Early Years Collaborative
The Early Years Collaborative involves social services, health, education, police and third sector professionals beginning to work together to improve Scotland`s wider society and economy by investing in child development from the start and preventing future problems. So says the Scottish Government following the European guidelines. That a whole country`s problems have been reduced to childcare in the early years is truly staggering. Isn`t Europe collapsing under the impact of corrupt banks?

So here are the distractors/collaborators: a Coalition of Community Planning Partners, all working together on this very ambitious project which starts with such humble beginnings: invest in child development. It is surprising that the police have anything to contribute towards reducing stillbirths or reaching targets for the developmental milestone of toddlers. Did they manage to achieve a shared vision with health and education?  

But where are the parents and grandparents? Ah! they are the ones who are going to be the recipients of the collaborators` expertise and their early interventions. Makes sense that they shouldn`t be involved I suppose. After all we live in a democracy, don`t we?

From the Scottish Government Website


Early Years Collaborative  HERE

More than 750 early years experts will - for the first time - gather in Glasgow today to help make Scotland the best place to grow up.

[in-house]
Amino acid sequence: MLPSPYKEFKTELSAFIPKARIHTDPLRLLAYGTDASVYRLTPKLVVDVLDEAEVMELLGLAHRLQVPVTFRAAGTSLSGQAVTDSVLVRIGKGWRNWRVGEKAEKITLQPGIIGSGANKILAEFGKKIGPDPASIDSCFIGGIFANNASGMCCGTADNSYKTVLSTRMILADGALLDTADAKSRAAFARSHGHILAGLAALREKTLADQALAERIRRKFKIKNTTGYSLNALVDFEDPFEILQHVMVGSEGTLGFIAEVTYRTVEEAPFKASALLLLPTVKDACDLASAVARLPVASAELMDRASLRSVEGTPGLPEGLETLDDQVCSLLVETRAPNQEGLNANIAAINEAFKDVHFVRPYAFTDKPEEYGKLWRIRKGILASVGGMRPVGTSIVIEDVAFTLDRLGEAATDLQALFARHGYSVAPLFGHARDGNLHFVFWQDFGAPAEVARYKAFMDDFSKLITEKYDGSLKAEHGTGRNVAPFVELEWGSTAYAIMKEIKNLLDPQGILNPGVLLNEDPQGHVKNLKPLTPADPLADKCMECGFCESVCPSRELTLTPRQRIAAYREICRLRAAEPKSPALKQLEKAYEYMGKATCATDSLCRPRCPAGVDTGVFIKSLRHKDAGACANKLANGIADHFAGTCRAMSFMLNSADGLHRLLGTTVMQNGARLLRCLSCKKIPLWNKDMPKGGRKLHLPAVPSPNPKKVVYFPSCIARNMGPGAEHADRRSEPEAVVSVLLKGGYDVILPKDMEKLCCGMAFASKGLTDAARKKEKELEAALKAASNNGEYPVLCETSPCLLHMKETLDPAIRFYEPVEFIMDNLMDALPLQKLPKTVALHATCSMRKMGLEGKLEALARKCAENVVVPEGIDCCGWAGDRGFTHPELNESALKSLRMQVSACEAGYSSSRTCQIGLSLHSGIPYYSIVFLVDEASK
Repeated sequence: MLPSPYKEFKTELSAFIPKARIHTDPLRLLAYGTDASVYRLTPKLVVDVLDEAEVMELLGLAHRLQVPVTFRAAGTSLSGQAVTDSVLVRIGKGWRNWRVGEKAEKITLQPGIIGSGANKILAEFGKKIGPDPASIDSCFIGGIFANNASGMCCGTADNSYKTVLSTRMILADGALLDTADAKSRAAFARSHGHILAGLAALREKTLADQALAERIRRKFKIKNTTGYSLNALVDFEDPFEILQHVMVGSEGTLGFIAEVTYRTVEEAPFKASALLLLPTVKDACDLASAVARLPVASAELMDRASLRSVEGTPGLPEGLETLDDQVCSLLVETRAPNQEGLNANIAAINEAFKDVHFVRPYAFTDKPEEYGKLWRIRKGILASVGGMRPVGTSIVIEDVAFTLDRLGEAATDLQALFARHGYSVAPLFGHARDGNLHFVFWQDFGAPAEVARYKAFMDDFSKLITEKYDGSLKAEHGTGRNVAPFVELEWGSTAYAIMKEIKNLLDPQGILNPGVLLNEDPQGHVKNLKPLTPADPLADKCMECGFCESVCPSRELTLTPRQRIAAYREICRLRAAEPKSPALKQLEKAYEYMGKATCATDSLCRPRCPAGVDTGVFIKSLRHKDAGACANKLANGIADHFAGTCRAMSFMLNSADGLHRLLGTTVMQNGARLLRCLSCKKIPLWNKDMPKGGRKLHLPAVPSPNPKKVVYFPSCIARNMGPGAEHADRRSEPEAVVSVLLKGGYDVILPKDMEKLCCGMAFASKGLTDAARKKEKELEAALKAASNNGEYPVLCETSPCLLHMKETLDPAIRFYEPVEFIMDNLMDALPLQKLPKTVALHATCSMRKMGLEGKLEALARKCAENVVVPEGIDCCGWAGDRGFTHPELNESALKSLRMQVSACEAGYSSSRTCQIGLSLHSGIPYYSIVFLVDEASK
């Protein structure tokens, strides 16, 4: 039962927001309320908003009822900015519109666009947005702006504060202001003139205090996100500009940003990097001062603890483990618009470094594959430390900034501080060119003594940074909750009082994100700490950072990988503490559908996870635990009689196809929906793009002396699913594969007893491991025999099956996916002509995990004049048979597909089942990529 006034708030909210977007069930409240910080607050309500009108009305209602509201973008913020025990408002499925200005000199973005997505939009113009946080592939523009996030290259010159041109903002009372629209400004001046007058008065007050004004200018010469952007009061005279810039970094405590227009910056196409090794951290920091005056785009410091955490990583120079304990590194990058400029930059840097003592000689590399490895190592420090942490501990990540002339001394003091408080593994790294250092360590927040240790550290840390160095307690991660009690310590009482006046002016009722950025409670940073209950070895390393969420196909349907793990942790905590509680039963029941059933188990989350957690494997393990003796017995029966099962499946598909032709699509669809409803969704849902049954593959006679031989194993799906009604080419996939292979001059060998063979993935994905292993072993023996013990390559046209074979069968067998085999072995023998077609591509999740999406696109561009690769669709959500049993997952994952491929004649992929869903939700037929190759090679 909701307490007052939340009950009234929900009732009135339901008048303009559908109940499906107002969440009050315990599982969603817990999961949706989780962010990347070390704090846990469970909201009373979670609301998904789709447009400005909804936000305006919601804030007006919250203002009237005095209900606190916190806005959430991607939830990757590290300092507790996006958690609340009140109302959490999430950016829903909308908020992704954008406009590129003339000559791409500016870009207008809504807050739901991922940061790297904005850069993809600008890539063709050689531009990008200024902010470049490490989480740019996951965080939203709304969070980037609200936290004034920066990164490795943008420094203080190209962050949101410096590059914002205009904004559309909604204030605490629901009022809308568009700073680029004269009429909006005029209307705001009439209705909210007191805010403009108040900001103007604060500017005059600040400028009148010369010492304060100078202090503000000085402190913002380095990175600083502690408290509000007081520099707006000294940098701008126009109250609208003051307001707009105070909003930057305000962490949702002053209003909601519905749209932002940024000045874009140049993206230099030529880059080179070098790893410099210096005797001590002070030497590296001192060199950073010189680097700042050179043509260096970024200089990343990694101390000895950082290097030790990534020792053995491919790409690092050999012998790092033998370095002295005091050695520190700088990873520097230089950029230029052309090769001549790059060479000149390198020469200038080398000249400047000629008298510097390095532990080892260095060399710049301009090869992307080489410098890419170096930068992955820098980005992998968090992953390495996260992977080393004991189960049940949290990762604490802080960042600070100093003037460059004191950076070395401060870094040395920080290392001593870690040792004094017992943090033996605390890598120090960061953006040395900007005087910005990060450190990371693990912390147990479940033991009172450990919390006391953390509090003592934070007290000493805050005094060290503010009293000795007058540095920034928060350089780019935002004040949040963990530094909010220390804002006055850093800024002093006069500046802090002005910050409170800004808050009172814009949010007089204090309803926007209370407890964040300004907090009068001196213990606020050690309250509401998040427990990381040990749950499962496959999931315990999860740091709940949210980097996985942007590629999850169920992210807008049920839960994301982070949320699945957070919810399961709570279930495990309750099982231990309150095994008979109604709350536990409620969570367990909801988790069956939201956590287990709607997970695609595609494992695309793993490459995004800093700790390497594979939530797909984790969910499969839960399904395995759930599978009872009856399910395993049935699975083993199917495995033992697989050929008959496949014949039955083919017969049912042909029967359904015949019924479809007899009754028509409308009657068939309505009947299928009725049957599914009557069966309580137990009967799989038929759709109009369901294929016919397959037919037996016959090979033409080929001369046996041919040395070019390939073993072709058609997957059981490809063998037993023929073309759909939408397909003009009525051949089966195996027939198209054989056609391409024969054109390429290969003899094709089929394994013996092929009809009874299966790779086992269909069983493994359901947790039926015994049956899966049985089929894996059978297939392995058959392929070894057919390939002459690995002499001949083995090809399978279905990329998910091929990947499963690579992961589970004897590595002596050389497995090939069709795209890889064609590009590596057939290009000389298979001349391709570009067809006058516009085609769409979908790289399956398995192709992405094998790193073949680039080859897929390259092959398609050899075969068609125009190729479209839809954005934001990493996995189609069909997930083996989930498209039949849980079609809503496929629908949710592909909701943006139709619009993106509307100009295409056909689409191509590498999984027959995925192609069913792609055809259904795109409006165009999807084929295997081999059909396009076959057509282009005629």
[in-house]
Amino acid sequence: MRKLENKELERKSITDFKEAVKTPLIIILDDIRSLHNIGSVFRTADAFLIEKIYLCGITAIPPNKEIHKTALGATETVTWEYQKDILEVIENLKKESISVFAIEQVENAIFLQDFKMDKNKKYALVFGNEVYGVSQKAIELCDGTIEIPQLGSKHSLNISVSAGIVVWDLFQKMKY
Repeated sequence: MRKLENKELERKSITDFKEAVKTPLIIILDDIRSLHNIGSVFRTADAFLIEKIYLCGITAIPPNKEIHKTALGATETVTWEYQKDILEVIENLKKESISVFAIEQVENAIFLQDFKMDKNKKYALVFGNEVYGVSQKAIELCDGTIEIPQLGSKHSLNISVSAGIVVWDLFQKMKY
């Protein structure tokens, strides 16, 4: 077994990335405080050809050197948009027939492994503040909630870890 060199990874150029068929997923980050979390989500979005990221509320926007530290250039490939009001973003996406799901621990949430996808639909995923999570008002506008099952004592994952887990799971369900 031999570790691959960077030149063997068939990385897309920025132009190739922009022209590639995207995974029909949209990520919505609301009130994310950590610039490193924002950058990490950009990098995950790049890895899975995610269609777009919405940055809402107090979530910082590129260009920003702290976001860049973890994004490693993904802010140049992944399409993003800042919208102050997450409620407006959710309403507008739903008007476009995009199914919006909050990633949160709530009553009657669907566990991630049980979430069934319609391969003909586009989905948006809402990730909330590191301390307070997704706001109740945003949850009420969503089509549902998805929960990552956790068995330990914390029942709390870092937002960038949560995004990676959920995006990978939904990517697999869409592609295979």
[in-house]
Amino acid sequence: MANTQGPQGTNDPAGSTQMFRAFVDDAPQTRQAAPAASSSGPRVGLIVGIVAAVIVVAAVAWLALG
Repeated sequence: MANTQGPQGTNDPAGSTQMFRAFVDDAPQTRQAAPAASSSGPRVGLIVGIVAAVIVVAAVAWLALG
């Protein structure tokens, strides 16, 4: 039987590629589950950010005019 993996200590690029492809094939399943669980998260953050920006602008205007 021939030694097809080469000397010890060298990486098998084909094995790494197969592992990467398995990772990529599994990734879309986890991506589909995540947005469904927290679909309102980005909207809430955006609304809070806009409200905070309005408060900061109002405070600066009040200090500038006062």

The Early Years Collaborative - a coalition of Community Planning Partners, including social services, health, education, police and third sector professionals - will start to work towards three ambitious aims to improve children’s start in life:
  • By end 2015, reduce the rate of stillbirths and infant mortality by 15 per cent;
  • By end 2016, ensure that 85 per cent of all children in each Community Planning Partnership meet all expected developmental milestones at the child’s 27-30 month child health review;
  • By end 2017, ensure that 90 per cent of all children in each Community Planning Partnership have reached all expected developmental milestones by the time the child starts primary school.
The new approach to better support children and families, has attracted interest from America and Europe and will enable experts to learn, share and work together to the benefit of local communities.

Children and Young People Minister Aileen Campbell said:
“I want to make Scotland the best place in the world to grow up and give every child the best start in life. Today marks the start of a new and ambitious approach to early intervention and investment in our children and families.

“Getting it right in the early years is the right thing to do for children and parents. By investing in development from the start, and preventing problems later on, the benefits go beyond families to Scotland’s wider society and economy”...